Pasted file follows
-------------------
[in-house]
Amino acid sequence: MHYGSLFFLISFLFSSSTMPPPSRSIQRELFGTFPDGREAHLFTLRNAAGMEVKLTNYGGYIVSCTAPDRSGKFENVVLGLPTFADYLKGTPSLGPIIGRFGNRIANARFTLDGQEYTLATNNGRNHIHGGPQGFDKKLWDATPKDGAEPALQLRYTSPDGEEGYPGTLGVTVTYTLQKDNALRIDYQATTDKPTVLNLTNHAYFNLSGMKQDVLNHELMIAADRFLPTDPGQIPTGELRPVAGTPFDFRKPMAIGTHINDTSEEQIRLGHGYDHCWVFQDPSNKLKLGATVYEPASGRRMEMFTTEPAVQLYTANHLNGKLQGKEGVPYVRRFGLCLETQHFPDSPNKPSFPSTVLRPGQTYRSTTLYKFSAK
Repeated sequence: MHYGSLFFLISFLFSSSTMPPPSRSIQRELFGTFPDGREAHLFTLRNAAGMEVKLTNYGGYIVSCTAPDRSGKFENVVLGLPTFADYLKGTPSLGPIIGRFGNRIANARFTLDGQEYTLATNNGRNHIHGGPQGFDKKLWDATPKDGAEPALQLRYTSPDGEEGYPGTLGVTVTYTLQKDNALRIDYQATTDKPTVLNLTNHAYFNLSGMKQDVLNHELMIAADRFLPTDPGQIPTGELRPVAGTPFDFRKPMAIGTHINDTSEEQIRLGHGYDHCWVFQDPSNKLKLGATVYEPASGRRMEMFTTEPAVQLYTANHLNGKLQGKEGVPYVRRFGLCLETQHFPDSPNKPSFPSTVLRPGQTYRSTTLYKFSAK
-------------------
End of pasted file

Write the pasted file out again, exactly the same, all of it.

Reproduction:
[in-house]
Amino acid sequence: MHYGSLFFLISFLFSSSTMPPPSRSIQRELFGTFPDGREAHLFTLRNAAGMEVKLTNYGGYIVSCTAPDRSGKFENVVLGLPTFADYLKGTPSLGPIIGRFGNRIANARFTLDGQEYTLATNNGRNHIHGGPQGFDKKLWDATPKDGAEPALQLRYTSPDGEEGYPGTLGVTVTYTLQKDNALRIDYQATTDKPTVLNLTNHAYFNLSGMKQDVLNHELMIAADRFLPTDPGQIPTGELRPVAGTPFDFRKPMAIGTHINDTSEEQIRLGHGYDHCWVFQDPSNKLKLGATVYEPASGRRMEMFTTEPAVQLYTANHLNGKLQGKEGVPYVRRFGLCLETQHFPDSPNKPSFPSTVLRPGQTYRSTTLYKFSAK
Repeated sequence: MHYGSLFFLISFLFSSSTMPPPSRSIQRELFGTFPDGREAHLFTLRNAAGMEVKLTNYGGYIVSCTAPDRSGKFENVVLGLPTFADYLKGTPSLGPIIGRFGNRIANARFTLDGQEYTLATNNGRNHIHGGPQGFDKKLWDATPKDGAEPALQLRYTSPDGEEGYPGTLGVTVTYTLQKDNALRIDYQATTDKPTVLNLTNHAYFNLSGMKQDVLNHELMIAADRFLPTDPGQIPTGELRPVAGTPFDFRKPMAIGTHINDTSEEQIRLGHGYDHCWVFQDPSNKLKLGATVYEPASGRRMEMFTTEPAVQLYTANHLNGKLQGKEGVPYVRRFGLCLETQHFPDSPNKPSFPSTVLRPGQTYRSTTLYKFSAK